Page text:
There is no such thing as “free-market” healthcare in the United States. Beyond subsidized healthcare in the insurance exchanges set up by the Affordable Care Act (ACA), everyone with health insurance through their employer participates in the second largest entitlement in America, after Medicare and Medicaid. These problems, and others, have the American healthcare system and economy speeding toward dangerous territory, says health policy scholar Avik Roy.
“We’re either going to have a massive financial crisis or austerity measures that shed federal spending on healthcare,” Roy, a senior fellow at the Manhattan Institute, told a gathering of healthcare industry leaders called Thrive25. Something has to change; the U.S. already spends more per capita on healthcare than any other country. By 2024, healthcare spending may account for 20 percent of the economy.
Health insurance, of course, is one part of the problem; it’s is like an open bar, Roy says: “People expect top shelf because they’re not paying for it.”
Unlike in the auto insurance industry, which offers specific coverages for specific types of incidents and is priced accordingly, health insurance throws everyone into the same barrel; all people in the same community pay the same rate for the same plan, whether they are young and healthy or old and sick. What’s more, we expect to have easy access to expensive care that we essentially aren’t paying for directly – because insurance costs are pooled, when your insurance company pays its portion of that $2,000 or $3,000 MRI for your back pain, the money to cover the cost comes from many people in your health plan, not just your monthly premiums.
Healthcare costs have risen as a result. Despite Americans spending less time on average in a hospital for care than people in other industrialized nations, the cost of that stay in America is five times higher. Why? American healthcare facilities charge more, middlemen push prices up, and the consumer is none the wiser, says Roy. The American healthcare system is so inefficient, a stay in one hospital can cost $1,514 while another may charge $12,537 or more.
While government spending is expected to increase by $1.2 trillion under the ACA, the real problem is Medicare and Medicaid, Roy says. The ACA expands coverage to more people, but Medicare and Medicaid are paying healthcare providers less and less each year, as our nation grows older and more retirees join the rolls of those programs. At this point, many doctors aren’t even accepting new patients because of Medicare and Medicaid, Roy says.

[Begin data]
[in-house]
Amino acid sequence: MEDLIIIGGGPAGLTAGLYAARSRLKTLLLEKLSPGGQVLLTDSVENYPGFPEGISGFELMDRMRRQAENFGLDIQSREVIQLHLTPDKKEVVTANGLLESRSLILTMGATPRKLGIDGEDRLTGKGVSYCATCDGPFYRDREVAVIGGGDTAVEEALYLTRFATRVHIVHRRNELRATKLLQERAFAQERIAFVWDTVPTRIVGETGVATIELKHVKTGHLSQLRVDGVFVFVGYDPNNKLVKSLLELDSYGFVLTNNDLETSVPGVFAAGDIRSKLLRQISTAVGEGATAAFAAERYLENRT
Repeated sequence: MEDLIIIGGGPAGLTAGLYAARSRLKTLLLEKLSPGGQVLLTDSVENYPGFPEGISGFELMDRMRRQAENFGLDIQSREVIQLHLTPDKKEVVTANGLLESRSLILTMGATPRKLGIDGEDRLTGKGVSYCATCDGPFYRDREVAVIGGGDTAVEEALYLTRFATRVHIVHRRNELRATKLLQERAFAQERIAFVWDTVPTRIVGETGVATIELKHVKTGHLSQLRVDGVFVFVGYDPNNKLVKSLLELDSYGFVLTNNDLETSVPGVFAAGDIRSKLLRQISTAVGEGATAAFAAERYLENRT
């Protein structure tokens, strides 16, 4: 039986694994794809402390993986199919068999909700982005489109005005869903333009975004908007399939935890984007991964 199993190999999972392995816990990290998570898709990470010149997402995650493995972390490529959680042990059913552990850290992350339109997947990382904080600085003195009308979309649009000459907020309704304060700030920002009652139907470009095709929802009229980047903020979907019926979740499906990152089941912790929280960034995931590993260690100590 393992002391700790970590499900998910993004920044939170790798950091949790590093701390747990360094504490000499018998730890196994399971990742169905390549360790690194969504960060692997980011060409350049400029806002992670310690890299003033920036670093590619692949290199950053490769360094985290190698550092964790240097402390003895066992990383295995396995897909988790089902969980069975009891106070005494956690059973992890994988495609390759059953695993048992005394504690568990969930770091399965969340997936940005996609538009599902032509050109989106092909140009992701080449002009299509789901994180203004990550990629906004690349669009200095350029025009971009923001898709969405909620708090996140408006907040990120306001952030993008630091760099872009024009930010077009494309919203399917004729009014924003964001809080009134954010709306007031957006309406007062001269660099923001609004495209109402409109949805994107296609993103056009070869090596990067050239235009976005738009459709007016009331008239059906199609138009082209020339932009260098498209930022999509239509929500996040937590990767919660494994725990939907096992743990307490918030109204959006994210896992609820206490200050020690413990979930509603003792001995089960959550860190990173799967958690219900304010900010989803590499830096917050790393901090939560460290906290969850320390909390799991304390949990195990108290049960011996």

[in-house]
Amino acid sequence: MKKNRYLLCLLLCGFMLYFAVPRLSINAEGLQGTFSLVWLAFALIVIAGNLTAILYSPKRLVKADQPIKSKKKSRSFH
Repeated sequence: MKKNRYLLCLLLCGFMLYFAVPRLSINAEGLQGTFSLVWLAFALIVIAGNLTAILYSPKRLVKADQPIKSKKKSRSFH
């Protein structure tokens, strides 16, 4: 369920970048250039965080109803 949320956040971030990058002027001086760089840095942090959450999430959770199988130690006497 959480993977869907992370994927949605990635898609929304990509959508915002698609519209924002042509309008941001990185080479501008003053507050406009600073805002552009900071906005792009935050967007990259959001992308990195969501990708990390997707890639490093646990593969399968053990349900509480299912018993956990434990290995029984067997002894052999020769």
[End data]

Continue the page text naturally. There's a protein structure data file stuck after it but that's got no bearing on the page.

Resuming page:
The number of emergency room (ER) visits have surged since Medicaid expanded at the start of the decade, visits that are far more expensive than seeing a primary care doctor. ER visits were supposed to decline under the ACA, although a study by the UCLA Center for Health Policy Research says the increase will level off. It hasn’t thus far, especially since the ACA went into effect in 2014.
Repeal of the ACA isn’t going to happen, Roy says. There needs to be well-crafted reform, instead. Roy, health policy advisor for 2012 Republican presidential candidate Mitt Romney, says America needs to look to the Swiss and Singapore for answers. Both countries are much higher than the U.S. on the Heritage Foundation’s economic freedom list, both are far better than America when it comes to public health expenditure per capita, and both have universal healthcare.
In Switzerland, everyone shops for private insurance on exchanges similar to those in the ACA; there’s no employer-sponsored or government-run insurance programs. The Swiss government subsidizes everyone, the lower your income the less you pay. Prices are transparent. The system pays for preventative services, just like the ACA does, and is far more cost-effective than the U.S. system.
“If we had a Swiss healthcare system in America, and only subsidized healthcare for the poor, we wouldn’t have a deficit,” Roy says.
The Singapore healthcare system, meanwhile, is universal, with single-payer catastrophic coverage for big health problems like cancer. All other healthcare is paid for through individual health savings accounts (HSA) and paying cash for non-emergency care, based on your income tax level.
Because the ACA insurance exchanges are like those in the Swiss system, Roy says more robust exchanges, HSAs, and a diminishing reliance on Medicare and Medicaid can give rise to real, consumer-driven healthcare reform in America.
Roy would deregulate the ACA exchanges, repeal costly ACA taxes and mandates, and give regulatory authority of the exchanges to the states. Participants would start HSAs and pick the private catastrophic coverage that best suited their needs, through the exchanges. Unspent HSA money would amount to another way to save for retirement.
He would raise the eligibility for Medicare by 4 months each year, essentially shifting retirees to the exchanges over time. Then he would privatize Medicaid by gradually shifting low-income enrollees into the exchanges, as well.
Roy says his plan would permanently stabilize the U.S. healthcare system and leave it solvent, save trillions of taxpayer dollars while reducing the national deficit, and lower federal and state taxes. Coverage, meanwhile, would expand to more people than it will under the ACA, while lowering their premiums, which the ACA has increased.
The end result: Our healthcare system would resemble Switzerland’s, but with less regulation, providing universal coverage and improving the health of the poor.
“A system with universal coverage, individual choice, and fiscal sustainability is within our reach. It would be far better than the system we have now. Isn’t it worth a try?” Roy says.
August 06, 2015
Christopher Nystuen, MD, MBA